CDC: Synthetic Cannabinoids Linked to More Violent Behavior in Teens
HealthDay News — Adolescents who use synthetic cannabinoids are at a heightened risk for violent behavior, high-risk sexual activity, and abuse of other drugs, according to research published online March 13 in Pediatrics.
Heather Clayton, PhD, a health scientist at the U.S. Centers for Disease Control and Prevention in Atlanta, and colleagues collected data on 15,624 high school students. The information was collected in 2015. The participants were asked about their use of marijuana and synthetic cannabinoids. They were also asked about other drug use, violent behavior, mental health, and sexual behavior.
The researchers found that adolescents who used synthetic cannabinoids were more prone to being injured or to engage in violent behaviors than those who used only marijuana. Students who used synthetic cannabinoids also were more likely to have started using marijuana very early in life, before the age of 13, compared with students who had used only marijuana. In addition, teens who used synthetic cannabinoids were more likely to have used real marijuana 20 times or more in the past 30 days. Synthetic cannabinoid use was also linked to higher odds of having sex without a condom or other forms of birth control.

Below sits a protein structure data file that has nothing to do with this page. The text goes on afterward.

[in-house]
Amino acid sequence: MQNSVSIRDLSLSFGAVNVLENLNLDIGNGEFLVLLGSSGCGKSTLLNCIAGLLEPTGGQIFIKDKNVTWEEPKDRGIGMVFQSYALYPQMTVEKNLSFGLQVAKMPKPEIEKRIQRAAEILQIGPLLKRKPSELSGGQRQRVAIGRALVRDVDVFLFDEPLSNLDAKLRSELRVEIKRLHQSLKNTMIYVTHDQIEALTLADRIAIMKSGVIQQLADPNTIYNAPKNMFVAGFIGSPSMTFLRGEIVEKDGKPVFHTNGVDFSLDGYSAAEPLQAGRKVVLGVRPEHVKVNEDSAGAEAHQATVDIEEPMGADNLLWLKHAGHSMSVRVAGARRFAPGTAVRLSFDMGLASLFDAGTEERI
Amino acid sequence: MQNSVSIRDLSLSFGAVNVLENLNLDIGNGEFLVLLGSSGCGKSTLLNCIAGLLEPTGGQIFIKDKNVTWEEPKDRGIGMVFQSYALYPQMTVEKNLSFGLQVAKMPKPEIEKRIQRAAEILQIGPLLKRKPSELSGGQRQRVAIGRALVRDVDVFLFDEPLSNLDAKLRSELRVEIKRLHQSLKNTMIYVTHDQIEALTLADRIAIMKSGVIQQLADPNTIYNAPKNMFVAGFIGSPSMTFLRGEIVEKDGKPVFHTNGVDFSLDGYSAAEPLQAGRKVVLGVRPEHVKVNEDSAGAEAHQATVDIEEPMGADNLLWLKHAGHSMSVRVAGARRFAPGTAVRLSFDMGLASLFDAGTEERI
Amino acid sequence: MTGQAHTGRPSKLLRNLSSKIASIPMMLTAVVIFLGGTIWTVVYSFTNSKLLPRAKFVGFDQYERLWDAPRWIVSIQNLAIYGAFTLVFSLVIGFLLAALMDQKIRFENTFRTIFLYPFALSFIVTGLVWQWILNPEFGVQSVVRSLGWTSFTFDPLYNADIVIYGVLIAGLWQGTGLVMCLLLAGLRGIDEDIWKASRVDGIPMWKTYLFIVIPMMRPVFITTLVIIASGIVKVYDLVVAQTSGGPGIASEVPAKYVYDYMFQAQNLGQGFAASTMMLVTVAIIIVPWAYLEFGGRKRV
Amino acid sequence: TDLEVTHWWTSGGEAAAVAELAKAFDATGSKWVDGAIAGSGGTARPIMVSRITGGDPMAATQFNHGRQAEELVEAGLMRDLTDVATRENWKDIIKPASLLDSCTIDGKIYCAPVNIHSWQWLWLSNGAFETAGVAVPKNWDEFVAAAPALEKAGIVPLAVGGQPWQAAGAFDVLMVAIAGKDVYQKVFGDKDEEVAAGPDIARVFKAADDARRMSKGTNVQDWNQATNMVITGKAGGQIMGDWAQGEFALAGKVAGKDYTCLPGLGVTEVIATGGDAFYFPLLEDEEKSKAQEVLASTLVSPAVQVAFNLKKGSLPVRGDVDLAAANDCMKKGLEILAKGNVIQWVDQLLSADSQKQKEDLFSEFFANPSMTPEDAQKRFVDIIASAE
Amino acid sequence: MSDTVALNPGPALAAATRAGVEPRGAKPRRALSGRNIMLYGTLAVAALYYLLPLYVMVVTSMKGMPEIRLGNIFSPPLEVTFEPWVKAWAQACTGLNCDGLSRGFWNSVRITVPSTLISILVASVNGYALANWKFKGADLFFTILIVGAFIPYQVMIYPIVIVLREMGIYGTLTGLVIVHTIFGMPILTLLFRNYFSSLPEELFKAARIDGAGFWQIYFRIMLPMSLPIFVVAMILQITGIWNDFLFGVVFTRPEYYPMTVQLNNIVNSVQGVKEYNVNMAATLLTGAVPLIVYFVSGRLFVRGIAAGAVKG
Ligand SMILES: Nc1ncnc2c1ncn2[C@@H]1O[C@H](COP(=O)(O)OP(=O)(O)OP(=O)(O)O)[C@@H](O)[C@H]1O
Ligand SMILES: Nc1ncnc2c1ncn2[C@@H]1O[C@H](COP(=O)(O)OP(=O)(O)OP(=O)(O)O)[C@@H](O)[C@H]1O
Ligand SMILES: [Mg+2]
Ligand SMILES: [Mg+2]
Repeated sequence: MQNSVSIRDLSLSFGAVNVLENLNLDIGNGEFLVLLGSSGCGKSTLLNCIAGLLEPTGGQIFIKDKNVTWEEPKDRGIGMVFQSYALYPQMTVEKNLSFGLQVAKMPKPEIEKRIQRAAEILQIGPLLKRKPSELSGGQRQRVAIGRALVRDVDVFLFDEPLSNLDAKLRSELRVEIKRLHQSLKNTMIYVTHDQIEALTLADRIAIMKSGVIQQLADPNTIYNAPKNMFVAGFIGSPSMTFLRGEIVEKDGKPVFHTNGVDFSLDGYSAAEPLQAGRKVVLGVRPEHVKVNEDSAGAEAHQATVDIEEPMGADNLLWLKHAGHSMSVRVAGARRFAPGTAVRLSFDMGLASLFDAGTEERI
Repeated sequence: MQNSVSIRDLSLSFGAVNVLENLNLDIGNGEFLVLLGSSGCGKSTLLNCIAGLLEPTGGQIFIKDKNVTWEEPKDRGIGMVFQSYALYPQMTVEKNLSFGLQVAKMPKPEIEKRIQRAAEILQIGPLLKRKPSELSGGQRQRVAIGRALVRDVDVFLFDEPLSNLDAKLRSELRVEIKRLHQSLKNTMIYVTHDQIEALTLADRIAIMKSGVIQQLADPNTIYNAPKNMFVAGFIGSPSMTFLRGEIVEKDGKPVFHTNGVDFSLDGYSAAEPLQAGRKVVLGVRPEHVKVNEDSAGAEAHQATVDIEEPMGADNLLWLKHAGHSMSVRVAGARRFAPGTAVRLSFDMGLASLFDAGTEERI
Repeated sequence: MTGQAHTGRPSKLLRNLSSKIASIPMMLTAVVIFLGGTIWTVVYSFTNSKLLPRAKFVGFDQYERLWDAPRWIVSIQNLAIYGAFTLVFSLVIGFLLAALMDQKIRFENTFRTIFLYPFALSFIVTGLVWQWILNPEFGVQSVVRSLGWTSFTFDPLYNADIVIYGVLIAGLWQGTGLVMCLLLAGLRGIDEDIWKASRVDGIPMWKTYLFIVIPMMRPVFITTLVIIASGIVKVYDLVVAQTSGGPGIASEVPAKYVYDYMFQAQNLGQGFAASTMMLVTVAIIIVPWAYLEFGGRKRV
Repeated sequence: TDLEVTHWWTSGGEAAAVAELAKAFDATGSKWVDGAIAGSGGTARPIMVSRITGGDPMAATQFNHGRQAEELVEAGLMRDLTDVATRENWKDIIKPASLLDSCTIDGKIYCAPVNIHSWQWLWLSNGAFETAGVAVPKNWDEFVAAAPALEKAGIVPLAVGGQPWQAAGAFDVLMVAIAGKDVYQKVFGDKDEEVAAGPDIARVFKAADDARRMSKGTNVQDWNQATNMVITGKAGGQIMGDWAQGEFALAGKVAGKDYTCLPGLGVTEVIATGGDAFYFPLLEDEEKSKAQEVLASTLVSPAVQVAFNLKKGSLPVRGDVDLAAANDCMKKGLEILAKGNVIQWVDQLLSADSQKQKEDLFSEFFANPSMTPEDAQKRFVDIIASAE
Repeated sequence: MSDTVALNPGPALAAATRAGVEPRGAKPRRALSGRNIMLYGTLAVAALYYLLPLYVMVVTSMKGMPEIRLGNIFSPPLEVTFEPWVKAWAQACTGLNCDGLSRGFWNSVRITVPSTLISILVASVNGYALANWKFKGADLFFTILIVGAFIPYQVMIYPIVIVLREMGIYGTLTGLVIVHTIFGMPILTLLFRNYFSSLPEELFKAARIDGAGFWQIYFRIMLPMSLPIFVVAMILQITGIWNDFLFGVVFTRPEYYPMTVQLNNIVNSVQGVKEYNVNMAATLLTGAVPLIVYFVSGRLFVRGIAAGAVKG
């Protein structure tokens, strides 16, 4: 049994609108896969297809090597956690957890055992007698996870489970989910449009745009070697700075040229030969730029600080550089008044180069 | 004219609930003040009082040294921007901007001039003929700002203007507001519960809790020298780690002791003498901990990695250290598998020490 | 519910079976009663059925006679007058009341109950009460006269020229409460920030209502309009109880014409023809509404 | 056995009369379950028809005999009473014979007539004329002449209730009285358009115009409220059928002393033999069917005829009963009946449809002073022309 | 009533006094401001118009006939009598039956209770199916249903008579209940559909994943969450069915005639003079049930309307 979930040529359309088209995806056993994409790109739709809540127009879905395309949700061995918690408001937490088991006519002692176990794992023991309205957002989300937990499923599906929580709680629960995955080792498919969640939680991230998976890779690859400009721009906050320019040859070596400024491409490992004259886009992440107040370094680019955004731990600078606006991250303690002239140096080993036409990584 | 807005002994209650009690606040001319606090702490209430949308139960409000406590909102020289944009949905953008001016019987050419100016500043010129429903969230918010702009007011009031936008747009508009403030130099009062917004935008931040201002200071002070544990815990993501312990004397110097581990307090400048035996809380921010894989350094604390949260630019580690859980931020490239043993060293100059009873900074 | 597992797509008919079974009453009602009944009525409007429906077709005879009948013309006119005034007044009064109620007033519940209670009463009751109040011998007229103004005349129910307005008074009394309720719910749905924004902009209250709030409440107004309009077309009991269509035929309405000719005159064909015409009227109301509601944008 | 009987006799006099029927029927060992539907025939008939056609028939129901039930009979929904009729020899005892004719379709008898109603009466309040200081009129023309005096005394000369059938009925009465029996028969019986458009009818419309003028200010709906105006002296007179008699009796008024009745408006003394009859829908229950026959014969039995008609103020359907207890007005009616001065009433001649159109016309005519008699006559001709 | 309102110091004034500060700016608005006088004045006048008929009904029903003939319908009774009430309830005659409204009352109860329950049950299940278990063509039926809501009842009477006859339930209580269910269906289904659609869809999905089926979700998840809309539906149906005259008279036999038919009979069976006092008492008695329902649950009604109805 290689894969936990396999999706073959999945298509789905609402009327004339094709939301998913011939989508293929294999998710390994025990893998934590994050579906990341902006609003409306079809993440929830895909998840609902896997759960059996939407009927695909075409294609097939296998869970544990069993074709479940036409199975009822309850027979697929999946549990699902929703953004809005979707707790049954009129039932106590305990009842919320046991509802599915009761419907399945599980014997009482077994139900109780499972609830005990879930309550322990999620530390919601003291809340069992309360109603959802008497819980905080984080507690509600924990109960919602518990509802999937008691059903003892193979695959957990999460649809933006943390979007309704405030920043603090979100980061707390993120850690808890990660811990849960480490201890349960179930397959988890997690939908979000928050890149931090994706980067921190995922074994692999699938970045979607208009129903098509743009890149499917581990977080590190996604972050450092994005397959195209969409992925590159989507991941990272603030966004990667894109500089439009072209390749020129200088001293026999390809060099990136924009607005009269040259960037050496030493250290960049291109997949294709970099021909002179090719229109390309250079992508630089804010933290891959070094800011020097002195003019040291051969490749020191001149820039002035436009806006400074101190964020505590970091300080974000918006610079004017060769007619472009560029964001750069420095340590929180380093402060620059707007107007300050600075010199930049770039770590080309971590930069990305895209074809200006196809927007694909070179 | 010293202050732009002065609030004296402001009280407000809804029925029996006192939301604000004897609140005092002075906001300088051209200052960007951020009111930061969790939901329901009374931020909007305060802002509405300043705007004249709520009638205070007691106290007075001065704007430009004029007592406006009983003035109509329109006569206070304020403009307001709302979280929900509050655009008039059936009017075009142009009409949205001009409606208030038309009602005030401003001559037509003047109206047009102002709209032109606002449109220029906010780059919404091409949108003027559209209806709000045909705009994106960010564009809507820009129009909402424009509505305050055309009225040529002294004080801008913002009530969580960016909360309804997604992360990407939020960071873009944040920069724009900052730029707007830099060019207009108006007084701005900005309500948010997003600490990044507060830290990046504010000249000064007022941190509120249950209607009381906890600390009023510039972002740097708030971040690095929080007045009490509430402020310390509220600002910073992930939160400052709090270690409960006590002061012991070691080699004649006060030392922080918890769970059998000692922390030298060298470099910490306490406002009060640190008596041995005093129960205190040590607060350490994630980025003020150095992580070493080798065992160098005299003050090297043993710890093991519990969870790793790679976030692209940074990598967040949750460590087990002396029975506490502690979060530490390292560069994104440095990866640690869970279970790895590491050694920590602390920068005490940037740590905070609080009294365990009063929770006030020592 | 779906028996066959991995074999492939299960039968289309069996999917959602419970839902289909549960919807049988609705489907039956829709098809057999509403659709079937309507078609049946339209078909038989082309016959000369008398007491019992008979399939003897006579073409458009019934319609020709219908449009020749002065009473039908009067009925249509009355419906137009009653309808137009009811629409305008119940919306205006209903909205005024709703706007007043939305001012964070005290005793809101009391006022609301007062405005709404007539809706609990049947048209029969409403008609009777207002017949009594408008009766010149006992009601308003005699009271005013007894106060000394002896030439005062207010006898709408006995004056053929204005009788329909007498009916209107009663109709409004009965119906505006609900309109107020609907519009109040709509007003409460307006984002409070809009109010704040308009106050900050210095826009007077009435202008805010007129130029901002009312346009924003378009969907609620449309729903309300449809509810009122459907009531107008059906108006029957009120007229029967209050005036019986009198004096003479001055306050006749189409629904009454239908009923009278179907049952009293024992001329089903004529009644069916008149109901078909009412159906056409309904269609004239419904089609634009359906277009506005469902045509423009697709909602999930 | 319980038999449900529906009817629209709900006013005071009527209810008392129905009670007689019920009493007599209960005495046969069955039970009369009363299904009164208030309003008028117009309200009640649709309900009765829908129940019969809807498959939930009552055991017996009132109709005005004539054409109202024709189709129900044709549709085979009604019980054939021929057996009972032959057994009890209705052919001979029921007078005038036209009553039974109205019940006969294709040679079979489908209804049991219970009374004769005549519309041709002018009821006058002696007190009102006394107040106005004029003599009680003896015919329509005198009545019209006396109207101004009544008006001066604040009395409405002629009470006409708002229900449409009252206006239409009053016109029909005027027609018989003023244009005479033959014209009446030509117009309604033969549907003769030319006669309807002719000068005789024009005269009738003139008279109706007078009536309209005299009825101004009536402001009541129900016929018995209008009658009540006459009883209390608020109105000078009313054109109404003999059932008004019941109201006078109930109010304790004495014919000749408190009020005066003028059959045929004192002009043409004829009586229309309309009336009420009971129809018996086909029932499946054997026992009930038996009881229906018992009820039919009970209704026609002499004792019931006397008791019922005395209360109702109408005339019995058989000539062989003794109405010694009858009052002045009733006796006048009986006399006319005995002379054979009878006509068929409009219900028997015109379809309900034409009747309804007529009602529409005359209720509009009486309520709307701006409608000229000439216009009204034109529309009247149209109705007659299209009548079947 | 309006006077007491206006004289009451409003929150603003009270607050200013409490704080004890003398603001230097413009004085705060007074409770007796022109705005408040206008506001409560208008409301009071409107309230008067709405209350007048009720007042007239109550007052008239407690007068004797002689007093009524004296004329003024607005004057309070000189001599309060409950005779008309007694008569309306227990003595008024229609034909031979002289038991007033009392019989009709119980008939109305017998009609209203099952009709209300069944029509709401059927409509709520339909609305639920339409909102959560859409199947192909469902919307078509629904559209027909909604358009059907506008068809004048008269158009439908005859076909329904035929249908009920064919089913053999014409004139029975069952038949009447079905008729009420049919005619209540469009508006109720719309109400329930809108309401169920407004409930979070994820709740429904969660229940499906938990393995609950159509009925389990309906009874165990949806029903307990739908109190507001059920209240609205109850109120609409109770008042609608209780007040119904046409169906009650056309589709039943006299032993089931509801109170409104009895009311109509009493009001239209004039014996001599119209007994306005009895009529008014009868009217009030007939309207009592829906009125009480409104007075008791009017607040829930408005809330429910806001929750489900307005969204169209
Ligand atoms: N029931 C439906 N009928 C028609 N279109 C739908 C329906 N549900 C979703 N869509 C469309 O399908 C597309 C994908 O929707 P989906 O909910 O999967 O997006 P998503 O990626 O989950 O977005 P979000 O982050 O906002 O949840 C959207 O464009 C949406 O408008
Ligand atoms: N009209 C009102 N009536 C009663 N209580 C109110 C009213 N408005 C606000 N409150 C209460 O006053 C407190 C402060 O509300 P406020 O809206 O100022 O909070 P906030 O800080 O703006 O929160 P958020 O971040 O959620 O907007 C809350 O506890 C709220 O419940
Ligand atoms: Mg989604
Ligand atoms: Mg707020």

"To prevent marijuana use and the use of synthetic cannabinoids, it is important that health professionals and school-based substance prevention programs include strategies that reduce the initiation of marijuana and synthetic cannabinoid use, particularly among students younger than 13 years of age," the authors write.